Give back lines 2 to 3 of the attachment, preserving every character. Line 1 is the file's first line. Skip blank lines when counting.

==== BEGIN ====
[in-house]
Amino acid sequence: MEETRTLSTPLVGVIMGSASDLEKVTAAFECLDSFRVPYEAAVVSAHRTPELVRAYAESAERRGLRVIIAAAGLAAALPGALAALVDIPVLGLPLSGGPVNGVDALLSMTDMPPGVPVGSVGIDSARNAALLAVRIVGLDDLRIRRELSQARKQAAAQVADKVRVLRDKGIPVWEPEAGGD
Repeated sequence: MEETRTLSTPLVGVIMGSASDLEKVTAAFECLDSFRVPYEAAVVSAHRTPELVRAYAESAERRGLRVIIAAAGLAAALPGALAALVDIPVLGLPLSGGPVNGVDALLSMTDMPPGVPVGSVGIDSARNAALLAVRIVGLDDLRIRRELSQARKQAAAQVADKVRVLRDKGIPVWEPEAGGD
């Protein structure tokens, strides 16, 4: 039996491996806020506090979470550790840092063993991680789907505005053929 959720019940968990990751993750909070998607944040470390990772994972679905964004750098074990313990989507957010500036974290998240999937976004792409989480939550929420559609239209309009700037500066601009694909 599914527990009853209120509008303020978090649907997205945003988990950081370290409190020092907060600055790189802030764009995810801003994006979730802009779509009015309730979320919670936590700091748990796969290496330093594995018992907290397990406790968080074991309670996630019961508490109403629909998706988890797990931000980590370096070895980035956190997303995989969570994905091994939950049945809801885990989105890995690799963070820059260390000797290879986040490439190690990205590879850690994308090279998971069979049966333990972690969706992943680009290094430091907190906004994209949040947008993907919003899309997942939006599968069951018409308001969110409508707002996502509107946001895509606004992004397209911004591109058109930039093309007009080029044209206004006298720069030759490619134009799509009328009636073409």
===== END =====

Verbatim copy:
Amino acid sequence: MEETRTLSTPLVGVIMGSASDLEKVTAAFECLDSFRVPYEAAVVSAHRTPELVRAYAESAERRGLRVIIAAAGLAAALPGALAALVDIPVLGLPLSGGPVNGVDALLSMTDMPPGVPVGSVGIDSARNAALLAVRIVGLDDLRIRRELSQARKQAAAQVADKVRVLRDKGIPVWEPEAGGD
Repeated sequence: MEETRTLSTPLVGVIMGSASDLEKVTAAFECLDSFRVPYEAAVVSAHRTPELVRAYAESAERRGLRVIIAAAGLAAALPGALAALVDIPVLGLPLSGGPVNGVDALLSMTDMPPGVPVGSVGIDSARNAALLAVRIVGLDDLRIRRELSQARKQAAAQVADKVRVLRDKGIPVWEPEAGGD